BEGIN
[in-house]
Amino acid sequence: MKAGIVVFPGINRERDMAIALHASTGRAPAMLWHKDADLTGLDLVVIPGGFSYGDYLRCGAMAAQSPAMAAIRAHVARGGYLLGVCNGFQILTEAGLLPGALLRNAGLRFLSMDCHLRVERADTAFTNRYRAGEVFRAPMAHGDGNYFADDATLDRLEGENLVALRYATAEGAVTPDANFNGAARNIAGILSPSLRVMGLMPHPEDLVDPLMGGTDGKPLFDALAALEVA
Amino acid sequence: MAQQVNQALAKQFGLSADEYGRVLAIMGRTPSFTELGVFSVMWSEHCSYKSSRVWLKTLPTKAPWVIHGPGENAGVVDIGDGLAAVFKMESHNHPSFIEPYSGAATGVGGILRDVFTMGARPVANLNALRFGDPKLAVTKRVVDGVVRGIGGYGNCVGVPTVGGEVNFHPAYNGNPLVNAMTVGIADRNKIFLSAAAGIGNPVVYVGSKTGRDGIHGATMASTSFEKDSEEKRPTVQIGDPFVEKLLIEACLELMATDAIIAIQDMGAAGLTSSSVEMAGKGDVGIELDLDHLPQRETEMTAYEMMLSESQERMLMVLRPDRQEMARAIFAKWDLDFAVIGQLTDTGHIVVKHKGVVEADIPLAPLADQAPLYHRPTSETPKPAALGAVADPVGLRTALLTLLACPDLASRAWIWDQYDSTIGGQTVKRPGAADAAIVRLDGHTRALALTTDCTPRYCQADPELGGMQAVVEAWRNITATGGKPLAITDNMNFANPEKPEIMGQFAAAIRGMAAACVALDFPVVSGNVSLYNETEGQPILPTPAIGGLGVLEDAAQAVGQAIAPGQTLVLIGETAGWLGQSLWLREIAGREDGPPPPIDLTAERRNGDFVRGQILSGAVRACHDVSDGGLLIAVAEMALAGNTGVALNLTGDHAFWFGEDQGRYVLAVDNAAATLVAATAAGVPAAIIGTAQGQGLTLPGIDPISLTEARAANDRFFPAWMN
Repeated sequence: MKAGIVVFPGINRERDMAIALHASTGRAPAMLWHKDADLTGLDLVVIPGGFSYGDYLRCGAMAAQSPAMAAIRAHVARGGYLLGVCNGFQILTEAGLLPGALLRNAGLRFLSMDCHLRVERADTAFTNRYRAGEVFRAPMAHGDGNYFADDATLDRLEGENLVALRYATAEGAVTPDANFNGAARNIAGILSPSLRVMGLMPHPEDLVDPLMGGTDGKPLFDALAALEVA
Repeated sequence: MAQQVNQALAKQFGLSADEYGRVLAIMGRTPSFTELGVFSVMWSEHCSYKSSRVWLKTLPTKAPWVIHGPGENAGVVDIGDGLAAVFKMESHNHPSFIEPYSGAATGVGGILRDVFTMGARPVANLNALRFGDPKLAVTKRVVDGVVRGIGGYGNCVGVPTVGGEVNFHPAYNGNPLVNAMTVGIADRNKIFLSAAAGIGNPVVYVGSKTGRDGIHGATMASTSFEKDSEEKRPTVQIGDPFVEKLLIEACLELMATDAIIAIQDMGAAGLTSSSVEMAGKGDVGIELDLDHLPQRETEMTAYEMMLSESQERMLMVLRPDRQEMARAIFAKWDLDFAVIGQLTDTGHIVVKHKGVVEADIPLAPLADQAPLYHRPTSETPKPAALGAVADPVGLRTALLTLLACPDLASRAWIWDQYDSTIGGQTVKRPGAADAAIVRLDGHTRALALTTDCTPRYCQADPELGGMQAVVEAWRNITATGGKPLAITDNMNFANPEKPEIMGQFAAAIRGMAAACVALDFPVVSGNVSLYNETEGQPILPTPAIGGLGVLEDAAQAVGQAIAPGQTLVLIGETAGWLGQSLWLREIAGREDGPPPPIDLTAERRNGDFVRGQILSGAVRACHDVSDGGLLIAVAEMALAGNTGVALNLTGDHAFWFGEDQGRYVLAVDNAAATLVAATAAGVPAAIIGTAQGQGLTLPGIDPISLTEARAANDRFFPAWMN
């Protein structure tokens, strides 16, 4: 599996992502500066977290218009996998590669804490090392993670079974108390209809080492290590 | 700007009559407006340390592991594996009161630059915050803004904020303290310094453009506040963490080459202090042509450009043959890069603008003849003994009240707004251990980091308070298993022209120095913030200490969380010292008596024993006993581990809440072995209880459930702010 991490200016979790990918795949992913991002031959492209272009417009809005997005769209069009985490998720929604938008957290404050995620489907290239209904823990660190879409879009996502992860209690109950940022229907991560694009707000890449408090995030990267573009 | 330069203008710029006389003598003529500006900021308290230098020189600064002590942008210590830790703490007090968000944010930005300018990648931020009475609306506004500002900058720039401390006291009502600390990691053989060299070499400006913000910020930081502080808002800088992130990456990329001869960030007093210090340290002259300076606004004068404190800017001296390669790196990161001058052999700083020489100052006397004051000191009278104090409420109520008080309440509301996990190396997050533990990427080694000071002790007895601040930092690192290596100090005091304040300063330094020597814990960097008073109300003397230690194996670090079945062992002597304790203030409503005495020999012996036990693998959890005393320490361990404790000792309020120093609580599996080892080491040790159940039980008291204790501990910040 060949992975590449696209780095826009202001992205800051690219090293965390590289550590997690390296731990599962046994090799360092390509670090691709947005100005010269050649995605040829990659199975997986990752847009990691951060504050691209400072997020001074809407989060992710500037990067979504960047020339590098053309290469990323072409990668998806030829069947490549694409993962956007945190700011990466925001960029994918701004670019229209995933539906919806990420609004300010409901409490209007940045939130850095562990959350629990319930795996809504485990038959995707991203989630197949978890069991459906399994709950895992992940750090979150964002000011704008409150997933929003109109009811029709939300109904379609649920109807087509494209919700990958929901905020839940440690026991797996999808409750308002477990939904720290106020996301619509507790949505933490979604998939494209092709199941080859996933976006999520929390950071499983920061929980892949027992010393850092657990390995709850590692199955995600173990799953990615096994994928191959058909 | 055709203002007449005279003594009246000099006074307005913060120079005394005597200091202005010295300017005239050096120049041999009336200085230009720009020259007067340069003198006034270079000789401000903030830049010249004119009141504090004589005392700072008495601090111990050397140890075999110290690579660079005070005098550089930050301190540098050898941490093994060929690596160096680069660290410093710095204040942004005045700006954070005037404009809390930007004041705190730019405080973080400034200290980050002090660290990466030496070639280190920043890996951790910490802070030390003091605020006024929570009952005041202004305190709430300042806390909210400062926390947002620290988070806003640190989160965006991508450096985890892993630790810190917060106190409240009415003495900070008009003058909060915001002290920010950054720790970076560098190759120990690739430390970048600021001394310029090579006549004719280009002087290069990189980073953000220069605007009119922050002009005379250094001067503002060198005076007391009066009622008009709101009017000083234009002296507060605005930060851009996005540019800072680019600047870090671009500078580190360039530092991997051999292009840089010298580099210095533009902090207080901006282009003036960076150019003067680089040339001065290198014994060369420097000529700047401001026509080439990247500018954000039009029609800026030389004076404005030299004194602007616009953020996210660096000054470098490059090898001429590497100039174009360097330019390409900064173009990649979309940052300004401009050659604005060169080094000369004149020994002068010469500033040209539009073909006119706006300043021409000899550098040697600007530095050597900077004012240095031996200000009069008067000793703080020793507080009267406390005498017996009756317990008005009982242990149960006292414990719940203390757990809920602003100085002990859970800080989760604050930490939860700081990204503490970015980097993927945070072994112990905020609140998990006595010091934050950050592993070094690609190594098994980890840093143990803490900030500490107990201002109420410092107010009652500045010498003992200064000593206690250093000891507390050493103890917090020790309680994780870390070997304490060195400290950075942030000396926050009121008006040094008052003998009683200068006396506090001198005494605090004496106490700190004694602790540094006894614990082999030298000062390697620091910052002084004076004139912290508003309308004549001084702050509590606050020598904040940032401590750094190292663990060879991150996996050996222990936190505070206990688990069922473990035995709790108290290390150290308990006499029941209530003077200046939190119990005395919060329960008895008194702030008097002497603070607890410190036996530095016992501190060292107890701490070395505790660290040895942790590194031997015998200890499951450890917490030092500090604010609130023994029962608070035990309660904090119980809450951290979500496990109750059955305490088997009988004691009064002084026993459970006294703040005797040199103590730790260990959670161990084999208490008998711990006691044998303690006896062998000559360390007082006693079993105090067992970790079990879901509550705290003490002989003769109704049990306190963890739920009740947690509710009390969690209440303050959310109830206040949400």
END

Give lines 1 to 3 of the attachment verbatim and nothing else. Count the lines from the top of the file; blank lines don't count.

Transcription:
[in-house]
Amino acid sequence: MKAGIVVFPGINRERDMAIALHASTGRAPAMLWHKDADLTGLDLVVIPGGFSYGDYLRCGAMAAQSPAMAAIRAHVARGGYLLGVCNGFQILTEAGLLPGALLRNAGLRFLSMDCHLRVERADTAFTNRYRAGEVFRAPMAHGDGNYFADDATLDRLEGENLVALRYATAEGAVTPDANFNGAARNIAGILSPSLRVMGLMPHPEDLVDPLMGGTDGKPLFDALAALEVA
Amino acid sequence: MAQQVNQALAKQFGLSADEYGRVLAIMGRTPSFTELGVFSVMWSEHCSYKSSRVWLKTLPTKAPWVIHGPGENAGVVDIGDGLAAVFKMESHNHPSFIEPYSGAATGVGGILRDVFTMGARPVANLNALRFGDPKLAVTKRVVDGVVRGIGGYGNCVGVPTVGGEVNFHPAYNGNPLVNAMTVGIADRNKIFLSAAAGIGNPVVYVGSKTGRDGIHGATMASTSFEKDSEEKRPTVQIGDPFVEKLLIEACLELMATDAIIAIQDMGAAGLTSSSVEMAGKGDVGIELDLDHLPQRETEMTAYEMMLSESQERMLMVLRPDRQEMARAIFAKWDLDFAVIGQLTDTGHIVVKHKGVVEADIPLAPLADQAPLYHRPTSETPKPAALGAVADPVGLRTALLTLLACPDLASRAWIWDQYDSTIGGQTVKRPGAADAAIVRLDGHTRALALTTDCTPRYCQADPELGGMQAVVEAWRNITATGGKPLAITDNMNFANPEKPEIMGQFAAAIRGMAAACVALDFPVVSGNVSLYNETEGQPILPTPAIGGLGVLEDAAQAVGQAIAPGQTLVLIGETAGWLGQSLWLREIAGREDGPPPPIDLTAERRNGDFVRGQILSGAVRACHDVSDGGLLIAVAEMALAGNTGVALNLTGDHAFWFGEDQGRYVLAVDNAAATLVAATAAGVPAAIIGTAQGQGLTLPGIDPISLTEARAANDRFFPAWMN